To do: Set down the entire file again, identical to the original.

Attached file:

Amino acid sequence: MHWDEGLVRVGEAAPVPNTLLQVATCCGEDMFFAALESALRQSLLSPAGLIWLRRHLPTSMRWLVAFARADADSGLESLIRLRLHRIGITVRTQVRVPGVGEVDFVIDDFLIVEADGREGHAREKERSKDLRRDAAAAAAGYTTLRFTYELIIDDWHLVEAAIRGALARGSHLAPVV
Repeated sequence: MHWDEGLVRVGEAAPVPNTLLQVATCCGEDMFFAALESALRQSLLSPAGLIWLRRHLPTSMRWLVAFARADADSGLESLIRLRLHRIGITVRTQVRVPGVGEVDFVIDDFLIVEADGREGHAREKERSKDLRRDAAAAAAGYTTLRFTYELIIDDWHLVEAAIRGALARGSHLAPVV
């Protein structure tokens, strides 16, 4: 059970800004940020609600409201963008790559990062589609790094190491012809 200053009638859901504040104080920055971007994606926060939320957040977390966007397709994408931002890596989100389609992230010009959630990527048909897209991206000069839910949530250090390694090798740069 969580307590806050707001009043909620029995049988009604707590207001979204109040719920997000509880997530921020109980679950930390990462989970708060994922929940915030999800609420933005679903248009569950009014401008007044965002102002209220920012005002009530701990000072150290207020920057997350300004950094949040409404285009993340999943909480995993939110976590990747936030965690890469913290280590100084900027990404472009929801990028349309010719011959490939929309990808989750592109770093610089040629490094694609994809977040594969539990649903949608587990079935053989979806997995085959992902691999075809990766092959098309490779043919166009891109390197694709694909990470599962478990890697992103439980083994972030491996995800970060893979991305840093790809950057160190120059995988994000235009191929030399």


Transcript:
Amino acid sequence: MHWDEGLVRVGEAAPVPNTLLQVATCCGEDMFFAALESALRQSLLSPAGLIWLRRHLPTSMRWLVAFARADADSGLESLIRLRLHRIGITVRTQVRVPGVGEVDFVIDDFLIVEADGREGHAREKERSKDLRRDAAAAAAGYTTLRFTYELIIDDWHLVEAAIRGALARGSHLAPVV
Repeated sequence: MHWDEGLVRVGEAAPVPNTLLQVATCCGEDMFFAALESALRQSLLSPAGLIWLRRHLPTSMRWLVAFARADADSGLESLIRLRLHRIGITVRTQVRVPGVGEVDFVIDDFLIVEADGREGHAREKERSKDLRRDAAAAAAGYTTLRFTYELIIDDWHLVEAAIRGALARGSHLAPVV
């Protein structure tokens, strides 16, 4: 059970800004940020609600409201963008790559990062589609790094190491012809 200053009638859901504040104080920055971007994606926060939320957040977390966007397709994408931002890596989100389609992230010009959630990527048909897209991206000069839910949530250090390694090798740069 969580307590806050707001009043909620029995049988009604707590207001979204109040719920997000509880997530921020109980679950930390990462989970708060994922929940915030999800609420933005679903248009569950009014401008007044965002102002209220920012005002009530701990000072150290207020920057997350300004950094949040409404285009993340999943909480995993939110976590990747936030965690890469913290280590100084900027990404472009929801990028349309010719011959490939929309990808989750592109770093610089040629490094694609994809977040594969539990649903949608587990079935053989979806997995085959992902691999075809990766092959098309490779043919166009891109390197694709694909990470599962478990890697992103439980083994972030491996995800970060893979991305840093790809950057160190120059995988994000235009191929030399």